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Keeping you connected

We’re constantly looking to the future and anticipating our region’s current and future needs.

Running an electricity lines network over a 13,700 square km area is no small feat. To keep up with increasing demand, we plan and proactively upgrade our network infrastructure to ensure it remains safe, reliable and resilient, and that you continue to have power at the flick of a switch.

Planned maintenance

Like any lines network, we manage temporary network outages from time to time, for various reasons.

Planned outages occur for a number of reasons:

  • Planned maintenance on our lines, power poles, transformers, and substations.
  • Upgrading network infrastructure so it remains fit for purpose.
  • Constructing new substations or lines to handle growth.
  • Upgrading customers’ connections to accommodate additional load or meet changing technology needs.

Notifications

If your property is going to be affected by a planned outage, we’ll let you know at least four days prior via a letterbox drop.

We’ll also post outage notifications on our faults and outages page and provide updates as work progresses.

Access to property

If we need access to your property for planned work, we’ll liaise with you ahead of time to make appropriate arrangements. This may include getting access for vehicles or to our equipment, an internal meter board, or similar.

Federated Farmers has a range of fact sheets which outline landowner rights and obligations when it comes to access for lines maintenance across private land.

Emergency situations require unrestricted access.

Timing

We understand being without power is inconvenient. Choosing when we complete planned maintenance is a careful balancing act involving many factors but public safety and that of our team is paramount.

We also consider seasonal activities like lambing, calving, and peak milk production, as well as weather, power demand, regulatory requirements and community priorities.

Faults

Our priority is to restore power as quickly and safely as possible.

From time to time, we may experience intermittent faults. Our team is out there every working day making sure you have power when you need it.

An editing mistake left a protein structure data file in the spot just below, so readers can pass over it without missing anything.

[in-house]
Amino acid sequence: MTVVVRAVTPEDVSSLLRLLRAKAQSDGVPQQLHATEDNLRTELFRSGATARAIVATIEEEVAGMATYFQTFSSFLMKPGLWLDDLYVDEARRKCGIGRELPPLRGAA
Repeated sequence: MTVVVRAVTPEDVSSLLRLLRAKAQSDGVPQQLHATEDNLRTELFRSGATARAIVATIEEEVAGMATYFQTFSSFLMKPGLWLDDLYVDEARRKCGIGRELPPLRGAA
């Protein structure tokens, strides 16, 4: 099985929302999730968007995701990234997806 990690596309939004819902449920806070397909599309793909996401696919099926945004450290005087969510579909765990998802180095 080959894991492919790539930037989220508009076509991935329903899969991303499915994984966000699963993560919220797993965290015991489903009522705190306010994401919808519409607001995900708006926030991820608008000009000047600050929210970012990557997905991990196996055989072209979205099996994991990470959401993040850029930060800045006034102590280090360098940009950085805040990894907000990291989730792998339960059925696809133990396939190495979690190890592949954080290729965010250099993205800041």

Why faults occur

Faults occur for many reasons including bad weather, trees or other debris falling on lines, snow, vehicle accidents, or unexpected equipment failure.

Working safely

While we do our best to resolve faults quickly, there may be times when we need to work alongside emergency services, locate faults in remote areas, or contend with large-scale weather events.

This can cause slight delays, but please be assured we’re working hard to investigate and restore power to you. Your patience and understanding are appreciated.

What's planned for our network

Demand for electricity on our network continues to grow. Farming, commercial and industrial business growth across the network, along with population increases predicted for northern areas, mean there’s more demand for power.

We’ve planned for that and have a number of upgrades and other network investments underway to make sure our region is well positioned for future economic development opportunities.

Hangatiki substation upgrade

Completed March 2021

We’re committed to providing a secure supply to the 9,000 customers who get their power from the substation site shared with Transpower on Waitomo Caves Road.

We’re expecting ongoing growth and development in the wider Waitomo/Ōtorohanga/Te Kuiti area to add around 15 Megawatt (MW) extra electrical load to Hangatiki by 2023.

Adding a third transformer caters to the increasing demand that’s coming from farms, meat works, the iron sands mine, a proposed new dairy factory facility, and residential growth.